Hamlet, Act 1, Scene V.
Elsinore. The Castle. Another part of the fortifications.
Enter Ghost and Hamlet.
Ham. Whither wilt thou lead me? Speak! I’ll go no further.
Ghost. Mark me.
Ham. I will.
Ghost. My hour is almost come,
When I to sulph’rous and tormenting flames
Must render up myself.
Ham. Alas, poor ghost!
Ghost. Pity me not, but lend thy serious hearing
To what I shall unfold.
Ham. Speak. I am bound to hear.
Ghost. So art thou to revenge, when thou shalt hear.
Ghost. I am thy father’s spirit,
Doom’d for a certain term to walk the night,
And for the day confin’d to fast in fires,
Till the foul crimes done in my days of nature
Are burnt and purg’d away. But that I am forbid
To tell the secrets of my prison house,
I could a tale unfold whose lightest word
Would harrow up thy soul, freeze thy young blood,
Make thy two eyes, like stars, start from their spheres,
Thy knotted and combined locks to part,
And each particular hair to stand an end
Like quills upon the fretful porpentine.
But this eternal blazon must not be
To ears of flesh and blood. List, list, O, list!
If thou didst ever thy dear father love-
Ham. O God!
Ghost. Revenge his foul and most unnatural murther.
Ghost. Murther most foul, as in the best it is;
But this most foul, strange, and unnatural.
Ham. Haste me to know’t, that I, with wings as swift
As meditation or the thoughts of love,
May sweep to my revenge.
Ghost. I find thee apt;
And duller shouldst thou be than the fat weed
That rots itself in ease on Lethe wharf,
Wouldst thou not stir in this. Now, Hamlet, hear.
‘Tis given out that, sleeping in my orchard,
A serpent stung me. So the whole ear of Denmark
Is by a forged process of my death
Rankly abus’d. But know, thou noble youth,
The serpent that did sting thy father’s life
Now wears his crown.
Hamlet, I, v
LADY MACBETH. My royal lord,
You do not give the cheer. The feast is sold
That is not often vouch’d, while ’tis amaking,
‘Tis given with welcome. To feed were best at home;
From thence the sauce to meat is ceremony;
Meeting were bare without it.
MACBETH. Sweet remembrancer!
Now good digestion wait on appetite,
And health on both!
LENNOX. May’t please your Highness sit.
MACBETH. Here had we now our country’s honor roof’d,
Were the graced person of our Banquo present,
Who may I rather challenge for unkindness
Than pity for mischance!
ROSS. His absence, sir,
Lays blame upon his promise. Please’t your Highness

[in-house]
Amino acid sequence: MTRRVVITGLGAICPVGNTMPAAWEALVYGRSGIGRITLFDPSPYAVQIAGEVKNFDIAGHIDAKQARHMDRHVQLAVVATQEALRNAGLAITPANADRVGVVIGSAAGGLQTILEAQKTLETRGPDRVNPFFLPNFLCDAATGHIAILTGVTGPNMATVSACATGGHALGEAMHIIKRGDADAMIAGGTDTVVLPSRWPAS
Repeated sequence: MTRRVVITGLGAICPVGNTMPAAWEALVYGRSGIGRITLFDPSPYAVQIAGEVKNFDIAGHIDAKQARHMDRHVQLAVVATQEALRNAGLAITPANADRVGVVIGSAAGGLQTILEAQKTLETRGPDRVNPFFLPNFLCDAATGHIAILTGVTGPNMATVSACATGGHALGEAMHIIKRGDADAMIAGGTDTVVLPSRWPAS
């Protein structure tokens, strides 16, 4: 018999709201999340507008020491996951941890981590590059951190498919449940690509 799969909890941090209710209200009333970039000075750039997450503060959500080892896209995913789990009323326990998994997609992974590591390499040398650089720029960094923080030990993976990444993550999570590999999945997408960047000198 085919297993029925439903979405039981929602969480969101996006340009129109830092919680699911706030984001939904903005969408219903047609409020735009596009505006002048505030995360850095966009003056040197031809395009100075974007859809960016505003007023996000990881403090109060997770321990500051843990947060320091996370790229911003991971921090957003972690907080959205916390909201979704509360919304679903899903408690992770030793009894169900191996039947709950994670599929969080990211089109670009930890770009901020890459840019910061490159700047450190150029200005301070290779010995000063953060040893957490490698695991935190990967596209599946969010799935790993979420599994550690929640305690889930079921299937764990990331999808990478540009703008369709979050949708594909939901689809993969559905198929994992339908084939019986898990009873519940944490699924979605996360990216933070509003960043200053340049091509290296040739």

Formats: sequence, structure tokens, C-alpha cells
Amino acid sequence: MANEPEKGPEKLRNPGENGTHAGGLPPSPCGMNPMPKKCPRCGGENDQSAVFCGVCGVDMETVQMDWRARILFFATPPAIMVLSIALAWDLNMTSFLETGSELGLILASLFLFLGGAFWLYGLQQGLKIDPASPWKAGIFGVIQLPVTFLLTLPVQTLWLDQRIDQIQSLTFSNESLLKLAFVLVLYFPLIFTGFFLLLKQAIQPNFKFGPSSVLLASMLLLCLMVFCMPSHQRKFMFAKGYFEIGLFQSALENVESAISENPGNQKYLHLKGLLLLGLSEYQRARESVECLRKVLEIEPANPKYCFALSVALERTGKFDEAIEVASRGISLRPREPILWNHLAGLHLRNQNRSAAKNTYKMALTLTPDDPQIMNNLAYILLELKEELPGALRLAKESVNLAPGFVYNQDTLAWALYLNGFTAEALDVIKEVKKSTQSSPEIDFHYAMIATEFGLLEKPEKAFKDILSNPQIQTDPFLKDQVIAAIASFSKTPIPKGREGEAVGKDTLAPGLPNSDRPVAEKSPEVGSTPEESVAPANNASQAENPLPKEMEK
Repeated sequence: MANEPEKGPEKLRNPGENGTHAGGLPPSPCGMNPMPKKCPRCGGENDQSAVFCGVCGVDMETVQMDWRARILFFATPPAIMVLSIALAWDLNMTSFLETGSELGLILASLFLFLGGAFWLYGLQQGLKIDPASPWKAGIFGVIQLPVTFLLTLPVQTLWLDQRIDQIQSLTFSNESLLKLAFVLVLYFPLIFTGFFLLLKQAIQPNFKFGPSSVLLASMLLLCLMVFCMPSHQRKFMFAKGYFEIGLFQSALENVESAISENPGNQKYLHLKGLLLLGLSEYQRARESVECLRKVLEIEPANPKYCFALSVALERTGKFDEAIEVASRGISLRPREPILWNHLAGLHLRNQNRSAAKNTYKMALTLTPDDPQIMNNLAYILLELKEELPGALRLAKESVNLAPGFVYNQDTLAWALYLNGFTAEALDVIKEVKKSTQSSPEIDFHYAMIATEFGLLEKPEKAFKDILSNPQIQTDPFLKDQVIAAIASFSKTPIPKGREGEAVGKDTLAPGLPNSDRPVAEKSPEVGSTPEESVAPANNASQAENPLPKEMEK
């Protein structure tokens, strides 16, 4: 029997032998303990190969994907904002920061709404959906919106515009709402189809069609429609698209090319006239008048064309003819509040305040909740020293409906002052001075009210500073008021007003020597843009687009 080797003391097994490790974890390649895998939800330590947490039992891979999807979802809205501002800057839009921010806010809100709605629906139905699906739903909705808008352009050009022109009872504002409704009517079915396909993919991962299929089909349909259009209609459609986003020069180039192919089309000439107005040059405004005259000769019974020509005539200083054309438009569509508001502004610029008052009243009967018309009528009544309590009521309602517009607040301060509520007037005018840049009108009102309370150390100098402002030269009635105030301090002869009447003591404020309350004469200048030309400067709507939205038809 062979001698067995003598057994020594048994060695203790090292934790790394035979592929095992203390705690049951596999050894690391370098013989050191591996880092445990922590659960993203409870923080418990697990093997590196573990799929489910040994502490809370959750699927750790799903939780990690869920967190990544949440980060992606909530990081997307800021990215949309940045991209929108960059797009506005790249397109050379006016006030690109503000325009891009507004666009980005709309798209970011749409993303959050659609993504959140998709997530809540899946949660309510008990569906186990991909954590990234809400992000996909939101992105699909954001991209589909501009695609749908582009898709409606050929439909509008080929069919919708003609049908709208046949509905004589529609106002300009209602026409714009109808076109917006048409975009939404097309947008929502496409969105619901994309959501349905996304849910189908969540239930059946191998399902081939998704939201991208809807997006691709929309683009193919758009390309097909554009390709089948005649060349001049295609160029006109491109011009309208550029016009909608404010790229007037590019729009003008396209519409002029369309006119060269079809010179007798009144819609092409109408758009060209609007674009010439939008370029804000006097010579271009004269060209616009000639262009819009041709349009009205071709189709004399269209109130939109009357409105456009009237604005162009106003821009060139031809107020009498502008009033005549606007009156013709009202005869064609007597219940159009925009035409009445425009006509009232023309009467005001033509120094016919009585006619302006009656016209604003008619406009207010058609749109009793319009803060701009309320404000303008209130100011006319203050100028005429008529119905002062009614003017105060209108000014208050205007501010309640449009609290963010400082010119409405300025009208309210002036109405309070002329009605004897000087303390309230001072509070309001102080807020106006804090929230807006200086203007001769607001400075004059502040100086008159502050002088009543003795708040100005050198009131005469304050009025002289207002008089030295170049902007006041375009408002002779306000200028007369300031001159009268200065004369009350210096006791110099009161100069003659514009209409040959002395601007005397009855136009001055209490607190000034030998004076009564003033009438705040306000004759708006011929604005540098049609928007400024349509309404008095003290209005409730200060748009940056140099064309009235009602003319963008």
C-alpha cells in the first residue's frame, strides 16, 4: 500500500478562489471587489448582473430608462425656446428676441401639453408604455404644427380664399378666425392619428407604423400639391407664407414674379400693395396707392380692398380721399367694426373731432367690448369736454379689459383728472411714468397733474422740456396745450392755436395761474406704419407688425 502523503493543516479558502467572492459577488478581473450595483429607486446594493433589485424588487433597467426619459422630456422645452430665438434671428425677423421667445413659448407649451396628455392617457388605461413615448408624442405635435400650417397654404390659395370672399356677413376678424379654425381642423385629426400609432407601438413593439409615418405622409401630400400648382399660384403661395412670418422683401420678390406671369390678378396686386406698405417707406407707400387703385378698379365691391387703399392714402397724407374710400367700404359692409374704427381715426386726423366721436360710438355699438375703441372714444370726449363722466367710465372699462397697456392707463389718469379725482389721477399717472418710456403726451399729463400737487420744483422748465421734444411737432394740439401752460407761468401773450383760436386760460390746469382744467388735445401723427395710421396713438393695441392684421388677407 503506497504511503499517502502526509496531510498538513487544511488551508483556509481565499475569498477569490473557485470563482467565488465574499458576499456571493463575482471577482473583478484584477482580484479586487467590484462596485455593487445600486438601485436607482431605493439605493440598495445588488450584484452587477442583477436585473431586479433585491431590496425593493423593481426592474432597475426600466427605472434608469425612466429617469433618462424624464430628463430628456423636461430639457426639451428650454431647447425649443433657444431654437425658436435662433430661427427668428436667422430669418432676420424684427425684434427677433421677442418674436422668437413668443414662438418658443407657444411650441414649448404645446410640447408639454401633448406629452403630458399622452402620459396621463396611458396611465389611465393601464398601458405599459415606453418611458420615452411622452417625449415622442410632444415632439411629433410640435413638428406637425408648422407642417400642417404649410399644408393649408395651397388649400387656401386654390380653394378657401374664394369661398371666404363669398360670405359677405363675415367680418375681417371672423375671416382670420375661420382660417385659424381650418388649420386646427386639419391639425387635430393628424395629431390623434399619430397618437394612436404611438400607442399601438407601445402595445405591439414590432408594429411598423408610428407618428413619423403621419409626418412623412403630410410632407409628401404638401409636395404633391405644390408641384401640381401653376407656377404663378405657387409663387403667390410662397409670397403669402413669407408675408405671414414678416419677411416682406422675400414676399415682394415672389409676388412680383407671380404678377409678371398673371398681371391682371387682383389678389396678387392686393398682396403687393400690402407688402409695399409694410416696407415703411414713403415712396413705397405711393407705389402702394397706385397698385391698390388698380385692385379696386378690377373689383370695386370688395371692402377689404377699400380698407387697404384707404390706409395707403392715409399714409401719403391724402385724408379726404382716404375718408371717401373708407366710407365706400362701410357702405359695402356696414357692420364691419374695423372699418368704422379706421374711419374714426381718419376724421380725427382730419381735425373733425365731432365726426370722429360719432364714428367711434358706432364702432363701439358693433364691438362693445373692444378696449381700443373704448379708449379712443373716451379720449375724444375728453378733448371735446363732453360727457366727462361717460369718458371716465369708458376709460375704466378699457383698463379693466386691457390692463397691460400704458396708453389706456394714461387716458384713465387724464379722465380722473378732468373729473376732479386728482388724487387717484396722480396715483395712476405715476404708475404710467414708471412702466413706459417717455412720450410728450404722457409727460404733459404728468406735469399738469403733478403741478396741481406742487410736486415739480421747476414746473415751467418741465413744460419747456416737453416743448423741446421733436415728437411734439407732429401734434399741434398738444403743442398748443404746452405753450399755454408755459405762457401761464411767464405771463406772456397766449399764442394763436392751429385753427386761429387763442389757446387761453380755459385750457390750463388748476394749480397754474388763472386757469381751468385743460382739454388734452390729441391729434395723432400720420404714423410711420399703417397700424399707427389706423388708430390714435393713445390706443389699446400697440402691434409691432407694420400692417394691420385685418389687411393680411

To grace us with your royal company?
MACBETH. The table’s full.
LENNOX. Here is a place reserved, sir.
LENNOX. Here, my good lord. What is’t that moves your Highness?
MACBETH. Which of you have done this?
LORDS. What, my good lord?
MACBETH. Thou canst not say I did it; never shake
Thy gory locks at me.
ROSS. Gentlemen, rise; his Highness is well.
LADY MACBETH. Sit, worthy friends; my lord is often thus,
And hath been from his youth. Pray you, keep seat.
The fit is momentary; upon a thought
He will again be well. If much you note him,
You shall offend him and extend his passion.
Feed, and regard him not-Are you a man?
MACBETH. Ay, and a bold one, that dare look on that
Which might appal the devil.
LADY MACBETH. O proper stuff!
This is the very painting of your fear;
This is the air-drawn dagger which you said
Led you to Duncan. O, these flaws and starts,
Impostors to true fear, would well become
A woman’s story at a winter’s fire,
Authorized by her grandam. Shame itself!
Why do you make such faces? When all’s done,
You look but on a stool.
MACBETH. Prithee, see there! Behold! Look! Lo! How say you?
Why, what care I? If thou canst nod, speak too.
If charnel houses and our graves must send
Those that we bury back, our monuments
Shall be the maws of kites. Exit Ghost.
LADY MACBETH. What, quite unmann’d in folly?
MACBETH. If I stand here, I saw him.
LADY MACBETH. Fie, for shame!
MACBETH. Blood hath been shed ere now, i’ the olden time,
Ere humane statute purged the gentle weal;
Ay, and since too, murthers have been perform’d
Too terrible for the ear. The time has been,
That, when the brains were out, the man would die,
And there an end; but now they rise again,
With twenty mortal murthers on their crowns,
And push us from our stools. This is more strange
Than such a murther is.
Macbeth ACT III Scene iv